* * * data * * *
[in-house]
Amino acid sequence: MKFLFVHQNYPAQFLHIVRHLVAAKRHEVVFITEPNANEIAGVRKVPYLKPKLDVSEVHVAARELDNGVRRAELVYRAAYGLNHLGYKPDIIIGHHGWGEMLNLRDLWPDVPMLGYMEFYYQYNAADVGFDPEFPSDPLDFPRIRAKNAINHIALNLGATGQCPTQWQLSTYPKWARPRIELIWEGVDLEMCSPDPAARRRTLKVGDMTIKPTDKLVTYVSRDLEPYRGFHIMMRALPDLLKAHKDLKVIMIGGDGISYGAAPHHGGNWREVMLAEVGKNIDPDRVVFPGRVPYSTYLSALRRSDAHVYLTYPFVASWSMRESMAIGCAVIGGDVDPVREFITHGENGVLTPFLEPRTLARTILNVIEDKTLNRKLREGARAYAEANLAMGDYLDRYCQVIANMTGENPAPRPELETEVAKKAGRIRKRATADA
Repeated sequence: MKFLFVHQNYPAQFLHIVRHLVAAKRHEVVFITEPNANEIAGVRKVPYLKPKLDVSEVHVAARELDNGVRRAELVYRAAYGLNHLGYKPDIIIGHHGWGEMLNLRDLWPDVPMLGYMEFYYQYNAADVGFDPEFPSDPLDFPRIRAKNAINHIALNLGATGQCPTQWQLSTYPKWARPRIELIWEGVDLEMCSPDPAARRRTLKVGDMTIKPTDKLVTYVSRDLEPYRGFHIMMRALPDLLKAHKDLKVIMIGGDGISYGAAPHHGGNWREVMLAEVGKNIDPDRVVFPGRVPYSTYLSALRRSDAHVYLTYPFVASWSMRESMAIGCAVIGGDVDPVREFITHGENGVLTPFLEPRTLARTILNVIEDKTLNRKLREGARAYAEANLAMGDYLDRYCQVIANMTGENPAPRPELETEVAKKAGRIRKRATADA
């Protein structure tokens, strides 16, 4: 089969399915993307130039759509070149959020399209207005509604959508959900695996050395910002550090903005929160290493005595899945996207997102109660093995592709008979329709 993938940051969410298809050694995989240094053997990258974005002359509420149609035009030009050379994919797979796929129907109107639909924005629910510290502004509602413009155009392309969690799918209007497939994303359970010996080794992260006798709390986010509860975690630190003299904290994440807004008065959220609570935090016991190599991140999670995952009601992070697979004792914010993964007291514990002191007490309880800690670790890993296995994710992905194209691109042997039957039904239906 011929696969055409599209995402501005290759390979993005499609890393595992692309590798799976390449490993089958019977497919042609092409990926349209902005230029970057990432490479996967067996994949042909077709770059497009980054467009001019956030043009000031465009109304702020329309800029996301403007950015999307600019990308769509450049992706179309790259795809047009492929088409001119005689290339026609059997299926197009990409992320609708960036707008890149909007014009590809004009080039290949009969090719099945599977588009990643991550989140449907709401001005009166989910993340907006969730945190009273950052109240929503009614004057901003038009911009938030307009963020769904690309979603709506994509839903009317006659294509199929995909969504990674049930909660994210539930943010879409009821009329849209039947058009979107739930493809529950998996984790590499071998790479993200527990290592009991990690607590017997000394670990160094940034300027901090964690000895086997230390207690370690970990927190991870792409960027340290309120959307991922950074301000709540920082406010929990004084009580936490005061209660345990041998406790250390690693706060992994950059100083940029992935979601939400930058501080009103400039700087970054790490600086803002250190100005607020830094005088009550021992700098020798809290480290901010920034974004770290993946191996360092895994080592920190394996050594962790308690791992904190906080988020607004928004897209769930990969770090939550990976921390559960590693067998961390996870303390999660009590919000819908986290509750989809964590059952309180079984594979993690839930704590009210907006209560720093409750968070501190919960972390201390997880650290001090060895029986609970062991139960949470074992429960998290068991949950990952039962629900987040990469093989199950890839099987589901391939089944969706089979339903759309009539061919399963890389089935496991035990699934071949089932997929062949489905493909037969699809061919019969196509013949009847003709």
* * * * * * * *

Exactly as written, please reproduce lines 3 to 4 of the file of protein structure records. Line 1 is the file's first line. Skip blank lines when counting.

Repeated sequence: MKFLFVHQNYPAQFLHIVRHLVAAKRHEVVFITEPNANEIAGVRKVPYLKPKLDVSEVHVAARELDNGVRRAELVYRAAYGLNHLGYKPDIIIGHHGWGEMLNLRDLWPDVPMLGYMEFYYQYNAADVGFDPEFPSDPLDFPRIRAKNAINHIALNLGATGQCPTQWQLSTYPKWARPRIELIWEGVDLEMCSPDPAARRRTLKVGDMTIKPTDKLVTYVSRDLEPYRGFHIMMRALPDLLKAHKDLKVIMIGGDGISYGAAPHHGGNWREVMLAEVGKNIDPDRVVFPGRVPYSTYLSALRRSDAHVYLTYPFVASWSMRESMAIGCAVIGGDVDPVREFITHGENGVLTPFLEPRTLARTILNVIEDKTLNRKLREGARAYAEANLAMGDYLDRYCQVIANMTGENPAPRPELETEVAKKAGRIRKRATADA
């Protein structure tokens, strides 16, 4: 089969399915993307130039759509070149959020399209207005509604959508959900695996050395910002550090903005929160290493005595899945996207997102109660093995592709008979329709 993938940051969410298809050694995989240094053997990258974005002359509420149609035009030009050379994919797979796929129907109107639909924005629910510290502004509602413009155009392309969690799918209007497939994303359970010996080794992260006798709390986010509860975690630190003299904290994440807004008065959220609570935090016991190599991140999670995952009601992070697979004792914010993964007291514990002191007490309880800690670790890993296995994710992905194209691109042997039957039904239906 011929696969055409599209995402501005290759390979993005499609890393595992692309590798799976390449490993089958019977497919042609092409990926349209902005230029970057990432490479996967067996994949042909077709770059497009980054467009001019956030043009000031465009109304702020329309800029996301403007950015999307600019990308769509450049992706179309790259795809047009492929088409001119005689290339026609059997299926197009990409992320609708960036707008890149909007014009590809004009080039290949009969090719099945599977588009990643991550989140449907709401001005009166989910993340907006969730945190009273950052109240929503009614004057901003038009911009938030307009963020769904690309979603709506994509839903009317006659294509199929995909969504990674049930909660994210539930943010879409009821009329849209039947058009979107739930493809529950998996984790590499071998790479993200527990290592009991990690607590017997000394670990160094940034300027901090964690000895086997230390207690370690970990927190991870792409960027340290309120959307991922950074301000709540920082406010929990004084009580936490005061209660345990041998406790250390690693706060992994950059100083940029992935979601939400930058501080009103400039700087970054790490600086803002250190100005607020830094005088009550021992700098020798809290480290901010920034974004770290993946191996360092895994080592920190394996050594962790308690791992904190906080988020607004928004897209769930990969770090939550990976921390559960590693067998961390996870303390999660009590919000819908986290509750989809964590059952309180079984594979993690839930704590009210907006209560720093409750968070501190919960972390201390997880650290001090060895029986609970062991139960949470074992429960998290068991949950990952039962629900987040990469093989199950890839099987589901391939089944969706089979339903759309009539061919399963890389089935496991035990699934071949089932997929062949489905493909037969699809061919019969196509013949009847003709």